At least it was good critical thinking practice…

    MikeW @ 11,

    Does your argument assume that each possible alternative has equal probability? On what basis can we assign probabilities to the alternatives?

  14. 14
    kairosfocus says:

    EDTA, the Boltzmann approach did use the equiprobable limit (which is based on indifference), but the Gibbsian accommodates varying probabilities of microstates, also bleeding over into information metrics, – H = SUM on i of pi log pi, i being the ith possible state, i.e. we see a weighted sum process. However, the logic of there being a world, tied to the want of causal power of non-being means that we are definitively not in a world that started with utter non-being. Such an initial circumstance (language is being stretched here) would be unable to cause any world to emerge. Therefore, we freely conclude: as a world is, it necessarily had an adequate causal root, which had to always have been. Which, is a powerful result indeed, from asking just one key question: why is there something (at least one actual world), instead of [utter] no-thing? KF

    PS: On his TED talk, I am not surprised to hear your reaction. There is an obvious gap in our concept base regarding logic of being and it is leading into many needless errors of thought.

  15. 15
    kairosfocus says:

    F/N: Another in-the-wild case, here from SEP on God and other [candidate] necessary beings:

    consider the number four. If it depends on God for its existence, then the truth of Four exists depends counterfactually on the truth of the proposition God exists; if God exists were false, then Four exists would be false. According to the widely-accepted Lewis (1973) semantics for counterfactuals, any proposition is counterfactually implied by a necessarily false proposition. However, It is false that four exists is necessarily false, and thus counterfactually implies any proposition. So, it’s also true that if four didn’t exist, neither would God, and by (1) God depends on four for God’s existence. This dependence relationship is problematic; the dependence relation between God and abstracta should be asymmetrical if we are to understand the claim that God is the source of being for abstract objects.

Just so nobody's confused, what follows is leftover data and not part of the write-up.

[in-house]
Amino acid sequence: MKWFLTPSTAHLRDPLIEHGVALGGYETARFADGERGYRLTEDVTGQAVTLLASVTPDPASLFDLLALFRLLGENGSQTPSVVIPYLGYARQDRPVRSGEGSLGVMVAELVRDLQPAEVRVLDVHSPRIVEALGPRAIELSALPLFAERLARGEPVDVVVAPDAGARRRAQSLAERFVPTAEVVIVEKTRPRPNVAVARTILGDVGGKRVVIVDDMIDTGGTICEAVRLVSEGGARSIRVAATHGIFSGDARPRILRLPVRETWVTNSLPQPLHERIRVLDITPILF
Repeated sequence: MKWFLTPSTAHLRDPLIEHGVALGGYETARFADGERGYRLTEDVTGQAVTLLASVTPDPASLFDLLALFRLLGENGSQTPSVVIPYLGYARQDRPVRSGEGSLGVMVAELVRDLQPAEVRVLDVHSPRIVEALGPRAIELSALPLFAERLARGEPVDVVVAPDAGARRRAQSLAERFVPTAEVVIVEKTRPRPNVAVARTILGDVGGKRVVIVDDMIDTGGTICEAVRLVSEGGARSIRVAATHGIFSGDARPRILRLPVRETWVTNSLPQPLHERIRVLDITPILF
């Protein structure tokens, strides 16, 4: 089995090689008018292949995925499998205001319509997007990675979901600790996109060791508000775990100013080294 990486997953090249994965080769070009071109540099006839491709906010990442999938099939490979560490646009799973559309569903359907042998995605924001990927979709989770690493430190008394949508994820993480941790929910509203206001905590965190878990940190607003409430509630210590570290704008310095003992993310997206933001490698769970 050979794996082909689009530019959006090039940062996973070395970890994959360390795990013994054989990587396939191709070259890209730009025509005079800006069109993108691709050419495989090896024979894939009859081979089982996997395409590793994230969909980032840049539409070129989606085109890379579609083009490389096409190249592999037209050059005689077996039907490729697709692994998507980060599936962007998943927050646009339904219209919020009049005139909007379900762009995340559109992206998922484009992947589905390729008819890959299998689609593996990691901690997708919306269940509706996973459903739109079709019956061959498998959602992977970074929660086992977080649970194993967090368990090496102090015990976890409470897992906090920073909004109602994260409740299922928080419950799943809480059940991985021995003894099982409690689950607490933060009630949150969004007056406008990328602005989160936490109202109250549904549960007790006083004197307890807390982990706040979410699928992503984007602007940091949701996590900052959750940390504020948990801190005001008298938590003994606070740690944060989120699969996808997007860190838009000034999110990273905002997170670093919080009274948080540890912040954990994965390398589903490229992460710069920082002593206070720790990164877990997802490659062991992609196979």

Check . . . mate?

    No.

    Again, we see a failure to recognise the ontological circumstances of God as root of reality. If God is not, no world whatsoever, no reality, is. Providing, only, that root of reality is God. And if there were no reality, utterly no-thing then of course no numbers etc. If not God, then not four, indeed and obviously, under such circumstances, if not four then not God, but the way this comes to be must be traced. On tracing, through the posed question, we see that why is there something rather than nothing is again pivotal.

    We are implicitly bringing in the background knowledge that a world is, and — absent pondering the question in the OP — it warps our understanding. In this case it seems there was a failure to understand that the reality or unreality of God is tantamount to the existing or non existing of reality, as God is the root. (Of course, if you feel there is another serious candidate world root, put it up and justify it per comparative difficulties _____ Where, too, as God is a serious candidate necessary being, his existence is either impossible [as a square circle is impossible] or else he is actual.)

    Fourness, of course is embedded in distinct identity of a possible world and so that a world is necessarily implicates four-ness. Let’s trace briefly: for a distinct possible world W to be distinct from near neighbour W’ it has to have some distinct attribute A, so we can see W as structured: W = {A|~A}. The ~A is actually in principle infinite as will be shortly shown as it includes the vast span of numbers. In this structure, the dichotomy is empty, manifesting nullity, A and ~A are simple and complex unities, the two together manifesting duality. So we have 0, 1, 2 already and per the von Neumann succession, N, as a number implicates the onward chain of its successors without limit:

    {} –> 0
    {0} –> 1
    {0,1} –> 2
    {0,1,2} –> 3
    . . .
    {0,1,2 . . . } –> w omega

    thence we define Z per additive inverses, then Q as rationals and R as taking in w-length convergent chains in power series [decimal numbers are compressed power series] leading to the irrationals that fill out the continuum. Beyond we similarly define C, hyperreals and surreals.

    Any possible world, including actual ones, necessarily, structurally implicates numbers. However, that pivots on at least one world being, thence, reality.

    Also, that a world is, implies and necessitates that something, the world root always was. the issue is of just what nature, as has been spoken to above. God is the best candidate.

    KF

  16. 16
    Brother Brian says:

    “There was never a Big Bang that produced something from nothing. It just seemed that way from mankind’s perspective,” Hawking